Energised Clinton hits campaign trail in battleground blitz as US elections touch homestretch
Invigorated by both her commanding poll numbers and eyebrow-raising declarations by Donald Trump, Hillary Clinton returned to campaigning Friday seeking to keep her boot on her rival’s neck in the final weeks of their roller-coaster presidential race.
The toxic election cycle that culminates on November 8 -- pitting the Democratic former secretary of state against the provocative billionaire Republican nominee -- has boiled down to a handful of swing states.
Clinton, who is vying to be America’s first female president, heads to Ohio aiming to block Trump’s efforts to claim the key battleground, while the Manhattan real estate mogul hosts rallies in North Carolina and Pennsylvania.
Trump, 70, sent the campaign into uncharted waters by suggesting he may not recognsze the result and could launch a legal challenge if Clinton wins -- a surprising rejection of political norms.
“I will totally accept the results of this great and historic presidential election -- if I win,” he told cheering supporters in Delaware, Ohio on Thursday, appearing to revel in the controversy he generated the previous day at their third and final presidential debate when he refused to pledge to honor the outcome.
“Of course I will accept a clear election result, but I will also reserve my right to contest and file a legal challenge in the case of a questionable result,” he told his Ohio rally.
The pair also are coming off an evening of stinging humour at a white-tie charity event in New York where they traded colourful barbs at what is meant to be a friendly roast -- and where Trump was booed.
The bitterness of the campaign was quickly on display, with Trump calling the 68-year-old Clinton “corrupt” and jabbing her for disclosures from her campaign’s hacked emails.
“Here she is in public, pretending not to hate Catholics,” he said, as Cardinal Timothy Dolan of New York looked on.
“I don’t know who they’re angry at, Hillary, you or I,” Trump said in an attempt to brush off the ensuing flurry of boos.
Despite the prickly barbs -- including Clinton proclaiming that Trump sent “a hearse” to bring her to the dinner -- the two candidates shook hands at the end of the evening.
Trump is trailing badly in the polls, and his debate threat opened him up to a stinging attack from President Barack Obama at a Miami rally.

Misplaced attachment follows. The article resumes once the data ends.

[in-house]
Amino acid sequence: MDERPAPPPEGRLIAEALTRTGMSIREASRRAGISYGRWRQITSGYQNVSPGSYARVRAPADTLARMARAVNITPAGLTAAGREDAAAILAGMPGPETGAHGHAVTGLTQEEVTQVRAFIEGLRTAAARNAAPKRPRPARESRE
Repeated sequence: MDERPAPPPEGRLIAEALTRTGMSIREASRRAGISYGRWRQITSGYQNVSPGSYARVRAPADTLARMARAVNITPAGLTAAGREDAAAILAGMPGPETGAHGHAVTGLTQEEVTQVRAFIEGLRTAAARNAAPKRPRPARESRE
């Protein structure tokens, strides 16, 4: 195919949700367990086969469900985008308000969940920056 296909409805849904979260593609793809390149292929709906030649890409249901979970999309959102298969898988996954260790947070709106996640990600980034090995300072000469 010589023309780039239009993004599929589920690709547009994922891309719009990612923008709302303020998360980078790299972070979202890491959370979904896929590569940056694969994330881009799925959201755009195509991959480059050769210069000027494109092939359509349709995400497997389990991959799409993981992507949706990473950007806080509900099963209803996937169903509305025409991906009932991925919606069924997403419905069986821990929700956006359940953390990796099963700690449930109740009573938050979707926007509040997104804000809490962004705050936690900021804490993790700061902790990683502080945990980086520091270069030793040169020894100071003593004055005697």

“When you try to sow the seeds of doubt in people’s minds about the legitimacy of our election, that undermines our democracy,” Obama said Thursday.
“When you suggest rigging or fraud without a shred of evidence, when last night at the debate, Trump becomes the first major party nominee in American history to suggest that he will not concede despite losing... that is not a joking matter.”
With 18 days to go, Trump is seeking to dig out wins in key states. But Clinton is well aware that no Republican has ever won the White House without winning Ohio, and she returns to the Buckeye State in a bid to halt Trump in his tracks.
“We feel very good about where things stand,” David Pepper, chairman of the Ohio Democratic Party, told CNN prior to Clinton’s arrival, referring to state polls that had favoured Trump but have since tightened into a virtual tie.
“Our ground game is robust; theirs is non-existent,” he said.
In several other battleground states, Clinton holds leads ranging from razor-thin, such as in North Carolina, to moderate in Florida and Pennsylvania and commanding in Virginia.
She is even narrowly ahead in Arizona, the traditionally Republican-leaning state where First Lady Michelle Obama -- who galvanised voters with a searing attack on Trump last week -- campaigned for Clinton on Thursday.
If Trump loses Florida, Pennsylvania and North Carolina, Clinton is all but assured of victory, experts have said.
New York Times election forecast team The Upshot put Clinton’s chances of winning at 93 per cent.
Trump, a onetime reality TV star, has defied political convention and brought far-right policies and conspiracies to the Republican mainstream, but his campaign was sent into a tailspin in recent weeks by a stream of allegations of sexual misconduct.
Despite isolated allegations of voter fraud, controversy over the tight 2000 vote and rampant gerrymandering, US elections have been regarded as free and fair.
Asked point-blank by the debate moderator Wednesday whether he would accept the election result if he lost, Trump shattered that consensus.
“I’ll keep you in suspense, OK?” he said.
Trump’s running mate Mike Pence insisted “we’ll accept the will of the American people.”